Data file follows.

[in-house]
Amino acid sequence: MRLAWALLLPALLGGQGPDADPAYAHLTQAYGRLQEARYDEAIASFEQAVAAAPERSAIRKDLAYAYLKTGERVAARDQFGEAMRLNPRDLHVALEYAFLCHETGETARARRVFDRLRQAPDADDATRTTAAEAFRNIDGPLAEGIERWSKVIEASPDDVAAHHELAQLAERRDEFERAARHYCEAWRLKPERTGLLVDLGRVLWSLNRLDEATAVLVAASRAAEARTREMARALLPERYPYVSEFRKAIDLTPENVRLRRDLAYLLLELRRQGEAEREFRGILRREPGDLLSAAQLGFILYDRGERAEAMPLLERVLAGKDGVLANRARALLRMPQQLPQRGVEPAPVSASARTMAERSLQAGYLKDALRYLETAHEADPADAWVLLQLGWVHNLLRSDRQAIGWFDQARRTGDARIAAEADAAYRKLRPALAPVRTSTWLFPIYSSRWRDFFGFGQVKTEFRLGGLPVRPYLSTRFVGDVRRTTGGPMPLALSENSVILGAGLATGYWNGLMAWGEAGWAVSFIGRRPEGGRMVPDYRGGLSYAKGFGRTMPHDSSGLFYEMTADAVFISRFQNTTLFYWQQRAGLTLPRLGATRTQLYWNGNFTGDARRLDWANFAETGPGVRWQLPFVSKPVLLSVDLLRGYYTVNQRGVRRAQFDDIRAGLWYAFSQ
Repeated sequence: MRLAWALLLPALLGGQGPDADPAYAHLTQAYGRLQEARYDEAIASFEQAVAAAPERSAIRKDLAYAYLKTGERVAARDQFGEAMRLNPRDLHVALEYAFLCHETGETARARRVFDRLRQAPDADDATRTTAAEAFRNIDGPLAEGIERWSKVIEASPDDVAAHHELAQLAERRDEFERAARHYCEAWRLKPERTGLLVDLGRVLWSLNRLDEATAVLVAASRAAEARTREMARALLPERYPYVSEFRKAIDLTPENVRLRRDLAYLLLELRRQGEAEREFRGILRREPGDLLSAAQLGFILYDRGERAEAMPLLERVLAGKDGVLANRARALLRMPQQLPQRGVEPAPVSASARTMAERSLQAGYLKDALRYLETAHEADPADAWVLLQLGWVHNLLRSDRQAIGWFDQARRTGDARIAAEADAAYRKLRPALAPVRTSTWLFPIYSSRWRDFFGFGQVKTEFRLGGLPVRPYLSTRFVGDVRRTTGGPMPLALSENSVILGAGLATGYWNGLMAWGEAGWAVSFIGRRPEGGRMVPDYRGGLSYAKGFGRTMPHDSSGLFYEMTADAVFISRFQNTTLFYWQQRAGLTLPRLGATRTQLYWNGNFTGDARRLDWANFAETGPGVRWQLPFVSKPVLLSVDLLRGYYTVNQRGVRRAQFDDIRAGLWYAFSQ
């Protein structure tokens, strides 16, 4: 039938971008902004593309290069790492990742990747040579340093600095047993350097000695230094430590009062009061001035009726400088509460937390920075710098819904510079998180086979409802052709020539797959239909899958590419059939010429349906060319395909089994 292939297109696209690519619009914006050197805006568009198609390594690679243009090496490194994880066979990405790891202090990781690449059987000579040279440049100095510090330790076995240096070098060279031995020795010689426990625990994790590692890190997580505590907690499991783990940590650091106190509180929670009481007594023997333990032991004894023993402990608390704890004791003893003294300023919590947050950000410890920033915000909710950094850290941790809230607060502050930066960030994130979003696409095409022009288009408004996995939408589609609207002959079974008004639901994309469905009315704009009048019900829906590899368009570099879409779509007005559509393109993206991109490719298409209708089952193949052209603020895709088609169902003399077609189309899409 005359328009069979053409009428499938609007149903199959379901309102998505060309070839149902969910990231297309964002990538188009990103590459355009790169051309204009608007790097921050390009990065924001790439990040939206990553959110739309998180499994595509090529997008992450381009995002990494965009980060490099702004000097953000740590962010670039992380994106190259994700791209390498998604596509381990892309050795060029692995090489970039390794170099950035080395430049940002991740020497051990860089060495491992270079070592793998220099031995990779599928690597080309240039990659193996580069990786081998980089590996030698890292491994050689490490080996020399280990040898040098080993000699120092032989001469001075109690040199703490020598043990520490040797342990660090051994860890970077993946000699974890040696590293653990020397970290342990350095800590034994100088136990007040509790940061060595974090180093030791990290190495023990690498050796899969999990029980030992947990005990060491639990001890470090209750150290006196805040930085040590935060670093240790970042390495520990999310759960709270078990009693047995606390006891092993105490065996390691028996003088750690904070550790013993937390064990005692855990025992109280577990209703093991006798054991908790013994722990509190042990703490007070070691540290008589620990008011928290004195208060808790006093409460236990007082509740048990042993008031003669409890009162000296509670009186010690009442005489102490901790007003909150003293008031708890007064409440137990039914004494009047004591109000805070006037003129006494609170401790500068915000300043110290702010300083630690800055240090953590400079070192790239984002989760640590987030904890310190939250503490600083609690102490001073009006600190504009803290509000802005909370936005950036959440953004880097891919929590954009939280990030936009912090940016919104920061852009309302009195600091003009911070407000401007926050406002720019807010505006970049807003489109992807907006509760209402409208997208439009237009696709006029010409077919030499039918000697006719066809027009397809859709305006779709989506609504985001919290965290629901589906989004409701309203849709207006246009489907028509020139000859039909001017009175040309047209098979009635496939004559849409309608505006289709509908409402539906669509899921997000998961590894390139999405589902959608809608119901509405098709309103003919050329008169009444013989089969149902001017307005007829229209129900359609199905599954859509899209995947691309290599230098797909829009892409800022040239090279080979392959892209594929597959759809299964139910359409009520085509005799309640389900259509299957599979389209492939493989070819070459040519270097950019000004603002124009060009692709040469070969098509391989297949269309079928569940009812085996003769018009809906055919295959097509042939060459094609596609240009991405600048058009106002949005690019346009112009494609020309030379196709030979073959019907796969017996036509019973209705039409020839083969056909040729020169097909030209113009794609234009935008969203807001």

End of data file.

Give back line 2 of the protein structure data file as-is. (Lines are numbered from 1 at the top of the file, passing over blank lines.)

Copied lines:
Amino acid sequence: MRLAWALLLPALLGGQGPDADPAYAHLTQAYGRLQEARYDEAIASFEQAVAAAPERSAIRKDLAYAYLKTGERVAARDQFGEAMRLNPRDLHVALEYAFLCHETGETARARRVFDRLRQAPDADDATRTTAAEAFRNIDGPLAEGIERWSKVIEASPDDVAAHHELAQLAERRDEFERAARHYCEAWRLKPERTGLLVDLGRVLWSLNRLDEATAVLVAASRAAEARTREMARALLPERYPYVSEFRKAIDLTPENVRLRRDLAYLLLELRRQGEAEREFRGILRREPGDLLSAAQLGFILYDRGERAEAMPLLERVLAGKDGVLANRARALLRMPQQLPQRGVEPAPVSASARTMAERSLQAGYLKDALRYLETAHEADPADAWVLLQLGWVHNLLRSDRQAIGWFDQARRTGDARIAAEADAAYRKLRPALAPVRTSTWLFPIYSSRWRDFFGFGQVKTEFRLGGLPVRPYLSTRFVGDVRRTTGGPMPLALSENSVILGAGLATGYWNGLMAWGEAGWAVSFIGRRPEGGRMVPDYRGGLSYAKGFGRTMPHDSSGLFYEMTADAVFISRFQNTTLFYWQQRAGLTLPRLGATRTQLYWNGNFTGDARRLDWANFAETGPGVRWQLPFVSKPVLLSVDLLRGYYTVNQRGVRRAQFDDIRAGLWYAFSQ